Democratic Theory

Democratic Theory

Democratic Theory

Democratic Theory

Excerpt

This book may give a somewhat disconcerting impression to an American audience. For it is one thing to address an audience which is already convinced, and another to address one which is not. And my Democratic Theory has been conceived in the latter perspective, among other reasons because I live in a frontier zone of the West--a country in which more than 40 per cent of the electorate vote for parties which do not, in truth, want democracy. Perhaps this fact also helps to explain why this book relies heavily on argument, why I am laying a good deal of emphasis on explanation, and on the kind of explanation which leads to theory construction.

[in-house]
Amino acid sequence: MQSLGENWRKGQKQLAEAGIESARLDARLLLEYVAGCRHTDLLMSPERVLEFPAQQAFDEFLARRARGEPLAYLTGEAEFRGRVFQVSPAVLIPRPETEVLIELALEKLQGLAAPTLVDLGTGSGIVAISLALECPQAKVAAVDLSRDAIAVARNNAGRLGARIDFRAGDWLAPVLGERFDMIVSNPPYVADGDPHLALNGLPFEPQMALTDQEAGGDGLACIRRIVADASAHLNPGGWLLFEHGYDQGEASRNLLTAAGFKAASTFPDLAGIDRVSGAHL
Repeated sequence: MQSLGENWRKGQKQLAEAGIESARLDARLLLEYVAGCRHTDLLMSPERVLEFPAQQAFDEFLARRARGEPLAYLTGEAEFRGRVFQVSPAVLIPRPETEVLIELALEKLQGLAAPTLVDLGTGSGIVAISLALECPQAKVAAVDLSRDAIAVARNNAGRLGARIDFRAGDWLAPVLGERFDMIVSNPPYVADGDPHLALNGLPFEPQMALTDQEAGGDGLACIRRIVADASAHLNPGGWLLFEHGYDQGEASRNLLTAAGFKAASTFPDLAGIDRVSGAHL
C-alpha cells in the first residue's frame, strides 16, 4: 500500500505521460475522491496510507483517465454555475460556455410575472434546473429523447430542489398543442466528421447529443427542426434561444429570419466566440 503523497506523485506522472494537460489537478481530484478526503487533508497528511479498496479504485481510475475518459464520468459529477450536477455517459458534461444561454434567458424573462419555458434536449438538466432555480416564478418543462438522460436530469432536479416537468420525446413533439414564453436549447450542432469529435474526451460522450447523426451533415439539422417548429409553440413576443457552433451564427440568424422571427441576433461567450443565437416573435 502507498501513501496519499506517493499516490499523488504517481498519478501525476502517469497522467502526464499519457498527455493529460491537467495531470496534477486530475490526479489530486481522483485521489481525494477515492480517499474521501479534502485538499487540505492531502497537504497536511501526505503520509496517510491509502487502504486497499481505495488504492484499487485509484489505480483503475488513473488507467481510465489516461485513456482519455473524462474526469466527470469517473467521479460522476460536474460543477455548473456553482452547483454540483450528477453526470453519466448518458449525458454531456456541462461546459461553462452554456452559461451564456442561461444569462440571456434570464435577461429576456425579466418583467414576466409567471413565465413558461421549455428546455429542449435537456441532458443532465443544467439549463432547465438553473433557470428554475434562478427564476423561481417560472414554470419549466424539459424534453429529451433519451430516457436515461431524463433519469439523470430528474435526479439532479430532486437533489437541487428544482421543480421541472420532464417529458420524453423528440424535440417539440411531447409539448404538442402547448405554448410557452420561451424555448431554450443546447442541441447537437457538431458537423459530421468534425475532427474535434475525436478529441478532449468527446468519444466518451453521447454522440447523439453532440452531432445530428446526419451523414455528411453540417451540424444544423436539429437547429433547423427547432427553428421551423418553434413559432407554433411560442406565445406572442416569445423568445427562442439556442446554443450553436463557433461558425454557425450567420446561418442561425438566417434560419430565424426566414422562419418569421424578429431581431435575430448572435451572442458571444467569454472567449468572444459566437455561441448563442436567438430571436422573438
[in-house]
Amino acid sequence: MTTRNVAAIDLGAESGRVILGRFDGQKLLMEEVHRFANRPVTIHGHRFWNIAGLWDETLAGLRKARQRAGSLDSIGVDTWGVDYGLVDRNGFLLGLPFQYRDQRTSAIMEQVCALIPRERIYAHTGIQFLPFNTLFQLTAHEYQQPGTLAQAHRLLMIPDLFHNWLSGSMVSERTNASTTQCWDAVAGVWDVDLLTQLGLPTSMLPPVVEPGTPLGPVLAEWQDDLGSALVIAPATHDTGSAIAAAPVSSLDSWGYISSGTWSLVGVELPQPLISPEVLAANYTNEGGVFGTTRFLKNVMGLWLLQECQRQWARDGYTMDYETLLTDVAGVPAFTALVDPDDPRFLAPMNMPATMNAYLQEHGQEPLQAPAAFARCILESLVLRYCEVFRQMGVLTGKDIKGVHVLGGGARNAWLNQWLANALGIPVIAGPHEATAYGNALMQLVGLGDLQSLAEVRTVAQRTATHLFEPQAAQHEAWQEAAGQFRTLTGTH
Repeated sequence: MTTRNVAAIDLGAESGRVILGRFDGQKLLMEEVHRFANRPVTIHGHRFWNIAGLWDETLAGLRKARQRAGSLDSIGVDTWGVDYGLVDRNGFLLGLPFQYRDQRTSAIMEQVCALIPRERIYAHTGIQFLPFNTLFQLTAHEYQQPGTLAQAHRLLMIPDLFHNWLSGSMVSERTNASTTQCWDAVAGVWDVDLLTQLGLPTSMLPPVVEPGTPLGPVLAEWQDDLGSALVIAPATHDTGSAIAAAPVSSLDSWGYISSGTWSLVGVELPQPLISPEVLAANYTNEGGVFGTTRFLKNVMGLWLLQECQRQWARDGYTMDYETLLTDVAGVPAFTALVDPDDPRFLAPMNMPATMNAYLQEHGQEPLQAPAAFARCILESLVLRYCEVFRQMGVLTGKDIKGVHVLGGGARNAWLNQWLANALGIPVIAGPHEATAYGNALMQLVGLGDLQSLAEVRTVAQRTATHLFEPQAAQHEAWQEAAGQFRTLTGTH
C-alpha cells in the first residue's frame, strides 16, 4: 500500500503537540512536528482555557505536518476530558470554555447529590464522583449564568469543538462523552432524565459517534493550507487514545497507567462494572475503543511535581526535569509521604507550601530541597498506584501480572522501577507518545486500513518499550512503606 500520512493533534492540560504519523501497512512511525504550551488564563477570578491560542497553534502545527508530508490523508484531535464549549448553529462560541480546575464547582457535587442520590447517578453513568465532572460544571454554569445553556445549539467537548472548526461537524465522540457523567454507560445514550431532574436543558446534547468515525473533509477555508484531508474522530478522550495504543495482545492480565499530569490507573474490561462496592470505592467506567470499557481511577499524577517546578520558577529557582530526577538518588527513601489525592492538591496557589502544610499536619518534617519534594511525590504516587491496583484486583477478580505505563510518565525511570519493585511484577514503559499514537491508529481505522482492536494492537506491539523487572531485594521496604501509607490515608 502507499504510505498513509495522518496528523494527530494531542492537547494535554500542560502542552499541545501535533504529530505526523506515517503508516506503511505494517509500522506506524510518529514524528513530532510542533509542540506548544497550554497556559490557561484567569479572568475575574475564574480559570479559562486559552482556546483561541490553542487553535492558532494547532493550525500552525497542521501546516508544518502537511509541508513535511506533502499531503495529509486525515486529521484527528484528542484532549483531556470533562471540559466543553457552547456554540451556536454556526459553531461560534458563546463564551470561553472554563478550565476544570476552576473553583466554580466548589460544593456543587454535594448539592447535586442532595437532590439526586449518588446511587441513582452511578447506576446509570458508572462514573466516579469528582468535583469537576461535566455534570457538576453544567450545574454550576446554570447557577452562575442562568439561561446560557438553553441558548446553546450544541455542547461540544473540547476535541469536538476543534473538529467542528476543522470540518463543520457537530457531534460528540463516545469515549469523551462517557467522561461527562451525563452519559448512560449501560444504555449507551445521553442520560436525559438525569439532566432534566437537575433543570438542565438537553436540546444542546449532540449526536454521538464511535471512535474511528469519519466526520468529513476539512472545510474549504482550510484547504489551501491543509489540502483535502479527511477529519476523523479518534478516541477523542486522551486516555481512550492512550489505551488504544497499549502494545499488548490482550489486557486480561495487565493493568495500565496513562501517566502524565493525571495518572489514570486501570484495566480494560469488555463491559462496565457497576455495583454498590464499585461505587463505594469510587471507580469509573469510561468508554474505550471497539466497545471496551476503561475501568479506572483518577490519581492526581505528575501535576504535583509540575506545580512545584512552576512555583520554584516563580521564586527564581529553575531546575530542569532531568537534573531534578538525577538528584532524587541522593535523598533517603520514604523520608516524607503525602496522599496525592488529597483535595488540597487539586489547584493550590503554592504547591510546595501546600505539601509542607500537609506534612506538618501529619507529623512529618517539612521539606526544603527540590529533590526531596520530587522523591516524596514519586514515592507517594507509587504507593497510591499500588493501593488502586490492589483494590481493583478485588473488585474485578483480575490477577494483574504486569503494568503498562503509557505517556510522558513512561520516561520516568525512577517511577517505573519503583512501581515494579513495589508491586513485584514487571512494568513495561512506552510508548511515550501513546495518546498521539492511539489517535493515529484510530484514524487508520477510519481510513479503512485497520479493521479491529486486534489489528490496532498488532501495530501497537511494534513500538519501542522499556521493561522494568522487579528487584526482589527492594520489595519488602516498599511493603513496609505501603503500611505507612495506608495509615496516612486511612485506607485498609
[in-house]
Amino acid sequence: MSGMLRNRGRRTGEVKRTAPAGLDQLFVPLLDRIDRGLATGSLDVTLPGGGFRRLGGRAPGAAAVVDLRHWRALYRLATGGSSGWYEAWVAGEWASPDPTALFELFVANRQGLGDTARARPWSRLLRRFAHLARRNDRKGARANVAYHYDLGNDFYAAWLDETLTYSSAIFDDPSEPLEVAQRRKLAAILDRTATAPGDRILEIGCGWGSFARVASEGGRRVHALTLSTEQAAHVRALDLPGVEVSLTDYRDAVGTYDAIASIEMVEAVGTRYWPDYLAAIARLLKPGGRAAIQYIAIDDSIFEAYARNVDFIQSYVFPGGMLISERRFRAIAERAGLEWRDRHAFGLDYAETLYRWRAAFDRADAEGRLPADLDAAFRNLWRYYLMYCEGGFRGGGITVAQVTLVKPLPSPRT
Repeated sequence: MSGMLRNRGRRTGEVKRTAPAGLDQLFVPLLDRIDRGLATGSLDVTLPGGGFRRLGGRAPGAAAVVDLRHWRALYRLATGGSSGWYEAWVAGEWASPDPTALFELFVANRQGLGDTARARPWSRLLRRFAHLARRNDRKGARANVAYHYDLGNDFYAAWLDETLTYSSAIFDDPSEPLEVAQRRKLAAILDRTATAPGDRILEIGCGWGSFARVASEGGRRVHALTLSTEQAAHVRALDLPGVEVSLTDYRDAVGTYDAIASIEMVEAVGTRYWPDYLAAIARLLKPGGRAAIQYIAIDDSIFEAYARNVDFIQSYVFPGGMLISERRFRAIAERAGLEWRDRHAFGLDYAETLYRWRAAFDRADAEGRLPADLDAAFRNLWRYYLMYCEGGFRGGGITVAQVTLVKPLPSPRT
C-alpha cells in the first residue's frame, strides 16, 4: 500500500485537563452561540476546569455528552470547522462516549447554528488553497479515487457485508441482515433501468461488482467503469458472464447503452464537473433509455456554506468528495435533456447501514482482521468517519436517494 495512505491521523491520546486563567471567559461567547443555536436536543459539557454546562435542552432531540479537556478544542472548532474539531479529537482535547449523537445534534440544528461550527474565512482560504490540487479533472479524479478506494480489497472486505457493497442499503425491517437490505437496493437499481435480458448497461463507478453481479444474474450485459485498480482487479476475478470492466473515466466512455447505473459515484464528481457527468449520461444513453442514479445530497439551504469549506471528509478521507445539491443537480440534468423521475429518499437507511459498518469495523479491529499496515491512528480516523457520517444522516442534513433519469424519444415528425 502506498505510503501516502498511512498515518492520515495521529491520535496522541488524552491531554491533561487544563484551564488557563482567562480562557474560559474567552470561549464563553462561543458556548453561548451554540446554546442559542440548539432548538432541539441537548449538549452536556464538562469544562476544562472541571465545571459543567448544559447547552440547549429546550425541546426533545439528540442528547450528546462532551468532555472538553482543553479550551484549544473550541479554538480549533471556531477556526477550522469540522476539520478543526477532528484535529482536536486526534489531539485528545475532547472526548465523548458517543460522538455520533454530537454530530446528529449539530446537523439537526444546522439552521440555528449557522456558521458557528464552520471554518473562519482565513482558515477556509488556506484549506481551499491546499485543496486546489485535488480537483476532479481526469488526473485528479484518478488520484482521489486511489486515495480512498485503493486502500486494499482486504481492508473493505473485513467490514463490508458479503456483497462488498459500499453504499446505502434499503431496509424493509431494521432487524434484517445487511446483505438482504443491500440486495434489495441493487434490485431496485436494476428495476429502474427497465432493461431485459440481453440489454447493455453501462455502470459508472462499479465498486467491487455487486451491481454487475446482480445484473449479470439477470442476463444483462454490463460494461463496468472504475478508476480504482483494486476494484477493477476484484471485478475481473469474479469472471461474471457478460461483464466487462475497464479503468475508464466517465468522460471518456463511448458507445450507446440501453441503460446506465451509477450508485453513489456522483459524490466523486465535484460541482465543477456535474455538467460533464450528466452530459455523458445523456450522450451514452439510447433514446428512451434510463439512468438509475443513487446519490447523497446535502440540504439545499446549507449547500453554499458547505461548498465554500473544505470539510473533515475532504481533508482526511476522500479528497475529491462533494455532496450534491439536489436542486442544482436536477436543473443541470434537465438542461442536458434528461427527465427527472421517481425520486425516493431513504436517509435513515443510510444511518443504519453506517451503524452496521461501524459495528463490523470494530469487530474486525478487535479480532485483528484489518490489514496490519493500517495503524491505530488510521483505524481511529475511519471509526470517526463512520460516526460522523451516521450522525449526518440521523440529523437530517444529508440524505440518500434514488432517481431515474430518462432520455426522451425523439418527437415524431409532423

Theory, to be sure, is not at this moment in great favor. As Hans Morgenthau recently observed, "Theory, being by definition useless for practical purposes, was assigned an honorific but ineffectual position." And not only has it been assigned a secondary role but, still worse, the word theory, at least in politics, is often not even honorific. Economic theory sounds all right, but political theory has a dubious ring, as if it were akin to ideological rationalization. This seemed to me, however, all the more reason for giving to this book, somewhat polemically, the title it bears. For I am not in agreement with those who underestimate the practical impact of theory, and much less with those who view it with suspicion.

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